Boosting your child's immune system during a pandemic school year

A study conducted at the University of Oregon found that senior citizens who took a daily multivitamin and mineral supplement that contained decent amounts of zinc and vitamin C on a regular basis, when becoming sick, were sick for shorter periods of time and had less severe symptoms then the group that was given a placebo.  This study is just one of hundreds that delivers hard evidence that vitamin supplements are an important part of boosting the immune system. 

Despite all of these studies, it amazes me that there are doctors who still are not onboard with vitamin supplementation.  I was excited to see an article online titled “How to boost your child’s immune system during a pandemic according to a doctor.”  Thinking I was going to hear about all of the well-researched vitamins that boost immunity, after reading the article I came away largely disappointed.
Dr. Shanna Kowalsky, a pediatric associate hospital epidemiologist and assistant clinical professor of Pediatrics and Infectious Disease at the Icahn School of Medicine at Mount Sinai in New York City was interviewed for the article and while she gave some good advice concerning diet.  The doctor stressed the importance of eating a well balanced diet with plenty of fruits and vegetables.  She also talked about the need for a good nights sleep and exercise as plenty of sleep and physical activity helps with the immune response.  From there the article went down hill, fast.  Kowalsky talked about the importance of not missing pediatric well visits and making sure your child was up-to-date on vaccinations and to also make sure that your children get a flu shot this season.
I kept reading, hoping that she would talk about actual things to do to boost immunity as far as supplementation was concerned.  Instead I got this beauty of a quote.  "There is no way to boost one's immune system with any supplement of any kind, Hard stop.” She then went on to further show her lack of knowledge on the subject to say that “supplements, so long as they don’t involve a megadose, are generally benign and may have some sort of placebo effect, they’re not necessary outside of the rare case of child vitamin deficiency. Otherwise, “there’s no evidence that any supplement is going to boost your immune system per se; it’s not really going to have a direct effect.”

Obviously she does not read research journals on functional nutritional medicine, nutrition and dietetics. She probably has never even had conversations with her medical colleagues that practice dis-eased based nutrition.  If she did, she would have learned all about the latest research on vitamin C, D, zinc, quercetin and elderberry extract and its impact on immune system function. In addition, if vitamin supplementation is not a help with the immune system, why are hospitals around the world and in our own country giving doses of vitamin C, D and zinc to patients with the coronavirus?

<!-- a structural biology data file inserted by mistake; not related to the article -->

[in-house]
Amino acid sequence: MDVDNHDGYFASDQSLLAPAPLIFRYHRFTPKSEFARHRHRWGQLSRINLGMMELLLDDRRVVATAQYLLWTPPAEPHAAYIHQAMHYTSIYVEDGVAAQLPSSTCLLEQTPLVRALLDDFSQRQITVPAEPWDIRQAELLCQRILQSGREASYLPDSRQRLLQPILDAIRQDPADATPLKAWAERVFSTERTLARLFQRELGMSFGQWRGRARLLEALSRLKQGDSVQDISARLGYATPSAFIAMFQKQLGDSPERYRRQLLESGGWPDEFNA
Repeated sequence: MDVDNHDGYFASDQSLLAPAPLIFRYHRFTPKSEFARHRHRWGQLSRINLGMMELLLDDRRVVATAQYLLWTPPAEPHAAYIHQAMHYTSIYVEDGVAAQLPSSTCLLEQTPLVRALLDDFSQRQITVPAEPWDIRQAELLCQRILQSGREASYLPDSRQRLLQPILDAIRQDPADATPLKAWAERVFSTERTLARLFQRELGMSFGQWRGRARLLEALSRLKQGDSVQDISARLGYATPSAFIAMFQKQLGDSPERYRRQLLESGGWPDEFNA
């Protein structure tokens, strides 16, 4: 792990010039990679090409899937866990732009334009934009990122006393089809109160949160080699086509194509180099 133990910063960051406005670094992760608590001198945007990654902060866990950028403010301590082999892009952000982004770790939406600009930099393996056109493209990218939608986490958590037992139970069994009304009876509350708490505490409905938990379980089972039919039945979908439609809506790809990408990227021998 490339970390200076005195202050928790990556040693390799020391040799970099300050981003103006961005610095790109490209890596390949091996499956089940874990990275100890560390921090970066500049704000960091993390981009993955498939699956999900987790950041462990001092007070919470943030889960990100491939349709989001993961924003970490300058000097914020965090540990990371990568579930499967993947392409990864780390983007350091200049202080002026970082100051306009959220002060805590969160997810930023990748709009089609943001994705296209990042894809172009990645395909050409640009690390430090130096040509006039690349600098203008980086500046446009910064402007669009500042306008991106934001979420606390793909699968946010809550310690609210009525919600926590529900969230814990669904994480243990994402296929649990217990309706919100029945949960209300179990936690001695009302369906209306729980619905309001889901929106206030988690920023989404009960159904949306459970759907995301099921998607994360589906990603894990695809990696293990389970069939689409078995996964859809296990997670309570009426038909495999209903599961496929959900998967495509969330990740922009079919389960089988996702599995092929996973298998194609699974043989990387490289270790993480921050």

The question of boosting a child’s immunity remains unanswered in this article. How do I boost my child’s immune system during a pandemic?  First off, processed sugar intake needs to be cut down considerably. Sugar literally eats away at the immune system.  A diet high in sugar is just asking for illness.  Not to mention the long term effects of a high sugar diet include higher risk of diabetes and obesity.  Both of which are contributing factors for severe cases of illness during pandemic viruses.  While we are on the dietary topic, processed carbohydrates such as too many low grain breads and pastas are also not helpful for immune system function and also contribute to obesity. The doctor above did get one thing correct.  She said a diet high in vegetables and fruits can boost immune system function.  Both of those foods are high in anti-oxidants which prevents and repairs cell damage and helps with immune system function.

As far as supplements goes, my children take a multi-vitamin daily. In addition, I give them 1000mg of vitamin C.  One zinc a day as well.  In the fall and winter they take 4-5 thousand units of vitamin D3 with vitamin K.  Vitamin D dosage is based on bodyweight.  35 units of D per pound of bodyweight.  If they are outside a lot in the summer, you can skip the D.  Lastly, they are given one teaspoon of elderberry extract every day for prevention.  Elderberry has strong immune system properties and is very anti-viral.  Now if they happen to start to get a cold or sick, I give them vitamin C three times a day.  The same with elderberry.  I also add quercetin to the mix, as quercetin helps to push the zinc into the body’s cells and further boost the immune system.

My children also receive weekly chiropractic adjustments for the immune system benefit, if sick, they have their spine checked daily.

If you want to boost your children’s immune system and be proactive during the pandemic school year, the above is everything that I do to help my children be healthier.


Pregnancy and chiropractic news:  Obesity in expectant mothers may hinder the development of the babies' brains as early as the second trimester, a new study finds.  It is important during pregnancy that women eat a healthy well balanced diet and keep their weight gain to normal levels.  Typically a 25lb to 35lb weight gain is average for pregnancy.  Anything higher is now excess body fat fat for the mother and can have an unhealthy effect on the mom to be and as the new study reports the new baby.

Dr J. Zimmerman, Chiropractor Dr. Zimmerman is a practicing chiropractor from Galloway, NJ with 30 years of chiropractic practice.

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